Further reforms on track to sustain growth
Updated: 2013-06-30 08:02
By Chen Jia (China Daily)
China is unlikely to become the next breaking point and deepen the global financial crisis, scholars and experts agreed at the Third Global Think Tank Summit on Saturday. They are confident that details of reforms to be released in the second half of the year will create more space for the economy to maintain stable growth.
A huge domestic market and a strong drive to improve public infrastructure will create the growth engine that will guide China out of its development dilemma, they also said.
These observations refute some foreign investors' views that China may be the source of the next tsunami after the US property bubble burst, and European debt surged.
In financial crises, most major economies choose to expand the government's debt to stimulate growth, and the same measures are expected to be taken by China.
"According to the development trend, the country that chooses to deviate from the proven path will suffer serious recession," said Li Daokui, a professor at the School of Economic and Management of Tsinghua University, and a former advisor to the People's Bank of China.
Fast-growing debt and an expanding shadow banking system have increased potential financial risks, but the new round of reforms to start in the third quarter is expected to relieve bad loans and draw in private capital into more fixed-asset investments, Li said.
Investments can be increased in areas such as reducing air and water pollution and improving urban underground infrastructure, he said.
"Local governments should start debt restructuring, and seek more reliable and sustainable tax resources," he added.
Justin Yifu Lin, former chief economist and senior vice-president of the World Bank, agreed that the world's second largest economy still has much space to sustain its growth potential.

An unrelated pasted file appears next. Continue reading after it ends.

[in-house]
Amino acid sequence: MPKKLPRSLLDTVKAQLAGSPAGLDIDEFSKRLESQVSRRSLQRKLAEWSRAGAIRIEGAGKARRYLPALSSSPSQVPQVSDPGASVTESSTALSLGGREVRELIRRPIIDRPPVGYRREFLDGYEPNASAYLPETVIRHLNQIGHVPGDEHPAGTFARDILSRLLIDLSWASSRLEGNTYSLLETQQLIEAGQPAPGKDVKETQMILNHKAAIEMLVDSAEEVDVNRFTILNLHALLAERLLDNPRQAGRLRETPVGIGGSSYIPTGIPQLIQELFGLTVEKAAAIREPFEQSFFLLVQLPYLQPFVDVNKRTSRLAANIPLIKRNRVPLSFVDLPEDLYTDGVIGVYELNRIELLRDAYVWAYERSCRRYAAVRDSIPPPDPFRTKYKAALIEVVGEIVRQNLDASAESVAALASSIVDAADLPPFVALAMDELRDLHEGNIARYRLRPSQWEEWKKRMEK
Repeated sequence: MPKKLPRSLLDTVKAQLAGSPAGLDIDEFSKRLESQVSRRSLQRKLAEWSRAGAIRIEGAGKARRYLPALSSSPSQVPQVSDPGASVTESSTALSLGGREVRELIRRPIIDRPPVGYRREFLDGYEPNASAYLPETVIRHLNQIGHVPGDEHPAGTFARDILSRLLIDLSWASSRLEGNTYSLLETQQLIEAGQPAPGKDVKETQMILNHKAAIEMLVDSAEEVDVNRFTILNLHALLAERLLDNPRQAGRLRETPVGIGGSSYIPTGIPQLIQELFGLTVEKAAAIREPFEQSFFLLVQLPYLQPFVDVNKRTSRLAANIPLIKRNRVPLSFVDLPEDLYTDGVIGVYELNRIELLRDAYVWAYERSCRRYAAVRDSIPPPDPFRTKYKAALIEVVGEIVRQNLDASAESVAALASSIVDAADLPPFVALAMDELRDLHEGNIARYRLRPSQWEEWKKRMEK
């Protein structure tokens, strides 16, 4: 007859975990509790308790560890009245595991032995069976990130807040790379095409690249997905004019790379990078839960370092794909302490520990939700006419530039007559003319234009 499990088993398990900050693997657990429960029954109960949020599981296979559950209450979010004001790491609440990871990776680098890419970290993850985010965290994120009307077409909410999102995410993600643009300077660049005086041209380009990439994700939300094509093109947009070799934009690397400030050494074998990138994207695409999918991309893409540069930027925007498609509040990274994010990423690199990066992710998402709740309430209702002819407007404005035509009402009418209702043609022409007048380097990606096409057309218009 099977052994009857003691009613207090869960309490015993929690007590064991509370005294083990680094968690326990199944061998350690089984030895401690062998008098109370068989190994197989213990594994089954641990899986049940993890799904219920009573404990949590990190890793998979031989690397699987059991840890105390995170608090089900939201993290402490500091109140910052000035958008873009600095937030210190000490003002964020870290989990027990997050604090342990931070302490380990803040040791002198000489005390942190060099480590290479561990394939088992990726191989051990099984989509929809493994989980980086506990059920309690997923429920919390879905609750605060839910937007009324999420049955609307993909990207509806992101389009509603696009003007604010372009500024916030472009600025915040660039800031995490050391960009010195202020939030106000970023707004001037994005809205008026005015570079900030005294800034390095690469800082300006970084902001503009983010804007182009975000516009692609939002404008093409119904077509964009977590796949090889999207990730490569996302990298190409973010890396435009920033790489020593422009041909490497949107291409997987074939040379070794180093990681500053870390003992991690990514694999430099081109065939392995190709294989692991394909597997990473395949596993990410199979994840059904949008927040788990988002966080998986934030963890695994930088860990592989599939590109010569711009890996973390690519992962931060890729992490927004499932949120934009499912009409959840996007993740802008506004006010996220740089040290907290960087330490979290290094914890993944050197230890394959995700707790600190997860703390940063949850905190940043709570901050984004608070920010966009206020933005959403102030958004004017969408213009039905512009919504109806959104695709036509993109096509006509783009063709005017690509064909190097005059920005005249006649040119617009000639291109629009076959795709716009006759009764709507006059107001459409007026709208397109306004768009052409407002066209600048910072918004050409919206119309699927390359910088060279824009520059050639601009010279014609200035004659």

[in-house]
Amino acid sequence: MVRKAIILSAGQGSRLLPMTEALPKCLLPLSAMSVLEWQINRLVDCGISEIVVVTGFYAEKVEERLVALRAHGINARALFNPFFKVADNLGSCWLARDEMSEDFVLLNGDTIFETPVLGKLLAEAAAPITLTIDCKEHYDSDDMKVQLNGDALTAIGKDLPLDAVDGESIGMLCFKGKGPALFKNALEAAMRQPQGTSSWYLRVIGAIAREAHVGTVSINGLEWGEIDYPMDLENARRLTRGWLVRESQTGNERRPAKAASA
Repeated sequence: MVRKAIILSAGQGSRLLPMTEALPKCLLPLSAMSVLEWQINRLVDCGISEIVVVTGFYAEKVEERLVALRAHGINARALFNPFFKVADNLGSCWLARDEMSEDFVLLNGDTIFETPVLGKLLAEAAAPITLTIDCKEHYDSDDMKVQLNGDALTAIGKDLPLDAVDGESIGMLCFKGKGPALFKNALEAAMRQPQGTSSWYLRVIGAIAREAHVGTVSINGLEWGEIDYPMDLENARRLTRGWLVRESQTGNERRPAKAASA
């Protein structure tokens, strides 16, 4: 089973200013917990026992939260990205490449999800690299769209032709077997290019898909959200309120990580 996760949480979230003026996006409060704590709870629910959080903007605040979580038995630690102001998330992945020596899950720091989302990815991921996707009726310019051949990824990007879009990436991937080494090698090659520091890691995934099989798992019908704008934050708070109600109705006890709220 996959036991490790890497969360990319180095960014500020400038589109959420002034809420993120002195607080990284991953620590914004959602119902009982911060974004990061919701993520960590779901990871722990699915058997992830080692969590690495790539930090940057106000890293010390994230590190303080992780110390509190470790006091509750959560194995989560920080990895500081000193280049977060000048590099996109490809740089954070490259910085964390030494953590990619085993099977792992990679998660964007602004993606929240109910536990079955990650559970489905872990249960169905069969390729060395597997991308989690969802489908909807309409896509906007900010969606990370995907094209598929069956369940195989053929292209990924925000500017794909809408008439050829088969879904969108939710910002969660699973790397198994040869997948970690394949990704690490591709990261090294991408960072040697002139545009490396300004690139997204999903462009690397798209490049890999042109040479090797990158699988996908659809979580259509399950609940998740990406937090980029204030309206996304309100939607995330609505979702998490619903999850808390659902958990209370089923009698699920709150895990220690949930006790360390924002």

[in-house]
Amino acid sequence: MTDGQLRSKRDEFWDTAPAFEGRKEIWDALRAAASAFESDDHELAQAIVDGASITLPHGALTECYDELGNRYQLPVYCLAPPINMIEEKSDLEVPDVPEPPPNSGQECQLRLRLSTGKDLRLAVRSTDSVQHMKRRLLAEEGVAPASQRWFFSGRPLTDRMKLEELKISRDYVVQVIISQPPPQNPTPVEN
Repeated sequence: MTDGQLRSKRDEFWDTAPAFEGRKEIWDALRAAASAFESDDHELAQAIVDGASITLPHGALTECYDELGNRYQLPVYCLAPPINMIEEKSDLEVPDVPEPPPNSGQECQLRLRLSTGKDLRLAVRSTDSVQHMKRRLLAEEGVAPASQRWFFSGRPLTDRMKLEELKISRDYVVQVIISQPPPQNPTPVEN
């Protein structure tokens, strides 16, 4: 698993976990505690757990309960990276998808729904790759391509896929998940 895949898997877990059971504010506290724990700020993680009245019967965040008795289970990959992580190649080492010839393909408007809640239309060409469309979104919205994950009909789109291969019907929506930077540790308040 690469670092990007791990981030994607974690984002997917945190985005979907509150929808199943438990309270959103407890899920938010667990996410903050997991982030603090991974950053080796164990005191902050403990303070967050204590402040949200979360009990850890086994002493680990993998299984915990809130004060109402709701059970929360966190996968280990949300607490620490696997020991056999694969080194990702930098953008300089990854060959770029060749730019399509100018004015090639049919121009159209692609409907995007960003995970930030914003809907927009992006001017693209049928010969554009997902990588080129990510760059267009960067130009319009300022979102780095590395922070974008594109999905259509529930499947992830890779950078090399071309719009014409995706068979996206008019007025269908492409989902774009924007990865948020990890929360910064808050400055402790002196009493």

"As China's labor-incentive industries are changing towards high value-added businesses, other emerging economies will enter a golden time of industrialization based on advantages in their labor markets," Lin said.
China's current debt load is almost twice as much as its GDP, which has Wall Street fearing that the new leaders may rein in credit at the cost of a slowdown in growth.
Some global financial forecasts have downgraded its growth to 7.4 percent in 2013, but Premier Li Keqiang expressed his confidence in achieving this year's GDP target of 7.5 percent on Friday.
The central bank's conservative stance on a prudent monetary policy remains firm, despite a surge in interbank lending rates and a stock market plunge last week.
The PBOC will guide financial institutions towards reasonable credit creation and properly managed credit risks to support economic restructuring, said Qu Hongbin, chief economist in China of the HSBC Holdings.
"Given the still complicated external environment and domestic challenges confronting China's economy, the central bank will likely step up efforts to enhance its policy by being more proactive and flexible," he said.
Emerging markets will have more challenges in the coming months if the evaluation of US fed's qualitative easing policy accelerates, said Renato Baumann, director of the International Division of IPEA, a Brazilian government research institution.